“Art. 809. In the absence of bad faith, forgery, or fraud, or undue and improper pressure and influence, defects and imperfections in the form of attestation or in the language used therein shall not render the will invalid if it is not proved that the will was in fact executed and attested in substantial compliance with all the requirements of article 805”. As long as the requirements are substantially complied with, the notarial will shall be considered valid.
A legal will should contain what provisions?
A legal will in the Philippines should contain various provisions to ensure that your wishes are clearly stated and that your assets and properties are distributed according to your intentions. Here are the essential provisions that should be included in a valid will:
Introduction and Title: Start the will with an introduction that clearly identifies it as your Last Will and Testament.
Revocation Clause: Include a statement that revokes any previous wills or codicils you may have made. This ensures that your latest will is the one that takes effect.
Declaration of Soundness of Mind: Add a clause affirming that you are of sound mind and making the will willingly and without any undue influence.
Appointment of an Executor: Name an executor (also known as a "testamentary executor") who will be responsible for administering your estate and carrying out the provisions of the will.
Beneficiaries: Clearly identify the individuals or organizations who will inherit your assets and properties. Provide their full names and any relevant identifying information.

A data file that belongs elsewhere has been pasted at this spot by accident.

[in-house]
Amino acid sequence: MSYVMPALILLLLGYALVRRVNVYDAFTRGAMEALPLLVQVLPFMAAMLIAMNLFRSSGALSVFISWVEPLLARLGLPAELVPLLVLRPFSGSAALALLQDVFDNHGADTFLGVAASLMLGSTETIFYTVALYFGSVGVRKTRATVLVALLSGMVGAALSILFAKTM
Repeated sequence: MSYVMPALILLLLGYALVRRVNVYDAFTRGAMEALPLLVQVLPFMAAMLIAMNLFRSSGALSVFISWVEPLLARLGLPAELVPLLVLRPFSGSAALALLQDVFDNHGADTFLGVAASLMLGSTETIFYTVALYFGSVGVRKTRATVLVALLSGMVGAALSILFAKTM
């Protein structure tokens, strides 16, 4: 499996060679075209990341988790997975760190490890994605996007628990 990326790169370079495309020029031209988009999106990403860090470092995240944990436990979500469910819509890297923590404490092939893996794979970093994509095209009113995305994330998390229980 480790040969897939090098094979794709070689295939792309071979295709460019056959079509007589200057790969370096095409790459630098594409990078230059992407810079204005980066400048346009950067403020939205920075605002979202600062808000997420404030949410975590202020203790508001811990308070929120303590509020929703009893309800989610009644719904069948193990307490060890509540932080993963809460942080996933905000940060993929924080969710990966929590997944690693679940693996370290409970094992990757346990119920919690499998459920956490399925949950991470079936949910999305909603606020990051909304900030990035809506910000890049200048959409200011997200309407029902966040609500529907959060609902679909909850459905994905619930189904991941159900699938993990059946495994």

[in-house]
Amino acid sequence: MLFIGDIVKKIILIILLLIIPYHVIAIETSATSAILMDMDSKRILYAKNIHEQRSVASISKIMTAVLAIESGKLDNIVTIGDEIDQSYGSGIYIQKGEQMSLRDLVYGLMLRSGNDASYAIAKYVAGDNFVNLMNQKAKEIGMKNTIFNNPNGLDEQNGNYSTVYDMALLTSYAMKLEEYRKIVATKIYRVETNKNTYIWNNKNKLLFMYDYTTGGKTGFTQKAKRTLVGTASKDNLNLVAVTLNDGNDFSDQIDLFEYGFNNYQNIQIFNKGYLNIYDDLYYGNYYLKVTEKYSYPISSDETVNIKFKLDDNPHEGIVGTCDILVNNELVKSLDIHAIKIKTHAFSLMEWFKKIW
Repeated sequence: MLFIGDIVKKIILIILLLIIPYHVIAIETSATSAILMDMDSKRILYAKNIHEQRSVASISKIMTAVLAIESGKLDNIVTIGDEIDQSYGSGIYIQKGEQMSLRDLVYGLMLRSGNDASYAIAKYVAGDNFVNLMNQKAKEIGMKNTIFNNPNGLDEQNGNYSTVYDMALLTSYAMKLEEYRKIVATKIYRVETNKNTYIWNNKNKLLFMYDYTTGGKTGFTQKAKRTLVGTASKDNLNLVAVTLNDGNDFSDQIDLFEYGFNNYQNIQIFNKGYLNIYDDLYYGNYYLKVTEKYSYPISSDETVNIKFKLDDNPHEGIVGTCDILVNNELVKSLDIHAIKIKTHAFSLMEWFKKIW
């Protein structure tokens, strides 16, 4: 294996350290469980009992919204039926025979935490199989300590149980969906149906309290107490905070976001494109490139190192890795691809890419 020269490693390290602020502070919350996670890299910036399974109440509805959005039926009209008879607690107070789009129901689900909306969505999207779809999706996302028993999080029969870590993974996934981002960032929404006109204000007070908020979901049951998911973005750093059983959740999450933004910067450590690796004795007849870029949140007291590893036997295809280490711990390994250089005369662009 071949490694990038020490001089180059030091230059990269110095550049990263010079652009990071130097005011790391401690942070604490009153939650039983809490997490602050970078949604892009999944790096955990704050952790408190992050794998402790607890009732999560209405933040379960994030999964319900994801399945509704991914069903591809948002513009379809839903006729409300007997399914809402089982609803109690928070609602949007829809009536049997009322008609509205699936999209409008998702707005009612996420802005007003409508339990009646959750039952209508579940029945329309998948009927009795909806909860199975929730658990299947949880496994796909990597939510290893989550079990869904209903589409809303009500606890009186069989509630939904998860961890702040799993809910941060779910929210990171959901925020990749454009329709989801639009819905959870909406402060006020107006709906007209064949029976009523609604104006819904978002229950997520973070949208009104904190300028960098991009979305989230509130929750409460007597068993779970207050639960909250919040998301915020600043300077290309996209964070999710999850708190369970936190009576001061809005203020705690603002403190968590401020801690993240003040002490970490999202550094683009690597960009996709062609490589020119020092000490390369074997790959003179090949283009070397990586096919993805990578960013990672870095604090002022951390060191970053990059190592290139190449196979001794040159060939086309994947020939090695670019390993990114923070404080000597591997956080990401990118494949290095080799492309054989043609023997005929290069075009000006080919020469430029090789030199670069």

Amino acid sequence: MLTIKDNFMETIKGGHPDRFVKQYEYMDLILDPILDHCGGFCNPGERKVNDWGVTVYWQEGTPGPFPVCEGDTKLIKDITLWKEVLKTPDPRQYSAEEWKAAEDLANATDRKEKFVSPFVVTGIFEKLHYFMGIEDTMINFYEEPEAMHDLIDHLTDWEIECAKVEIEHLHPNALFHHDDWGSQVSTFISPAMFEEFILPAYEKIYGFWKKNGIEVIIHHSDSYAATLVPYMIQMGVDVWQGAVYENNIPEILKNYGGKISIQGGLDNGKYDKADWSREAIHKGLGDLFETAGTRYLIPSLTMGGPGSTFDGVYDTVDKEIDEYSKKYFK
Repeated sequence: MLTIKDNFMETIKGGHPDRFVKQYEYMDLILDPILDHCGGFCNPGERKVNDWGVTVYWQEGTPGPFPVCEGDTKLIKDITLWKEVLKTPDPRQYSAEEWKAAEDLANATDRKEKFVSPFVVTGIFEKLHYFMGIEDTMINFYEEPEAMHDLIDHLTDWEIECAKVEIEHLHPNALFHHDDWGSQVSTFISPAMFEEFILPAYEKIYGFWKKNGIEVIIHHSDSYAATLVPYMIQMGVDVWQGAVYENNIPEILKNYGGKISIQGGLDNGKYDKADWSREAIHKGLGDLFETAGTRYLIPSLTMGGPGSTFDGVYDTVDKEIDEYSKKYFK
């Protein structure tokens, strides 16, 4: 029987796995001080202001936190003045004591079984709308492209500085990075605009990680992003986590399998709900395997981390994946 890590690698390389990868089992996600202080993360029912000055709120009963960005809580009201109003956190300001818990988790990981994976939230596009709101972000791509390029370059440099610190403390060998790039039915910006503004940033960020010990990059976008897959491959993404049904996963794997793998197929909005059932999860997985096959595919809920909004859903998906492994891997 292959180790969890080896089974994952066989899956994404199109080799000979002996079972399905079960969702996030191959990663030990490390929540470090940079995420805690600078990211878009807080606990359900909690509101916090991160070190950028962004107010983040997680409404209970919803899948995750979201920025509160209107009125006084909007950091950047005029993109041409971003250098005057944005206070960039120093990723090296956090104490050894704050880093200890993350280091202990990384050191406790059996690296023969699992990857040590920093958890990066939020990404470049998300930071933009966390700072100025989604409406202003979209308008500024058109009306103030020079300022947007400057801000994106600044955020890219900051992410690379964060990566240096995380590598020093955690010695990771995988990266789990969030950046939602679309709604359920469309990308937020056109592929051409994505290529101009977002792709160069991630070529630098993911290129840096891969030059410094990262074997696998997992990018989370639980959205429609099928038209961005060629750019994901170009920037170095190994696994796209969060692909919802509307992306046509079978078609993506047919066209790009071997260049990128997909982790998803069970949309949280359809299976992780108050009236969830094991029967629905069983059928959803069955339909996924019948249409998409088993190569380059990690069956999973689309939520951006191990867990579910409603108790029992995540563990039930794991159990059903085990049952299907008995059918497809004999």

Specific Bequests: List specific items, properties, or amounts of money that you want to leave to specific beneficiaries.
Residuary Clause: Include a clause that covers any assets or properties not specifically mentioned in the will. This clause states who will receive the remaining assets after all specific bequests have been fulfilled.
Simultaneous Death Clause: Consider adding a clause that addresses the possibility of simultaneous death, stating the order of inheritance in case beneficiaries die at the same time or in uncertain circumstances.
Guardianship Clause (if applicable): If you have minor children, include a clause to appoint a legal guardian for them.
Funeral and Burial Instructions: You can provide instructions for your funeral arrangements and how you wish to be laid to rest.
Conditional Bequests: If you have certain conditions for beneficiaries to meet before receiving their inheritance, specify them clearly.
Disinheritance Clause: If you want to exclude a specific person who would normally be entitled to a share of your estate (e.g., a legal heir), you must expressly state this in the will.
Witness Clause: Include a clause stating that the will was signed in the presence of witnesses and that they signed as witnesses in your presence and in the presence of each other.
Signature: Sign the will at the end, and have it witnessed by at least three credible witnesses who are of legal age.
It's crucial to have a lawyer assist you in drafting the will to ensure that it adheres to the legal requirements in the Philippines and to address any specific concerns related to your estate.
Source: Ziggurat Real Estate Corp.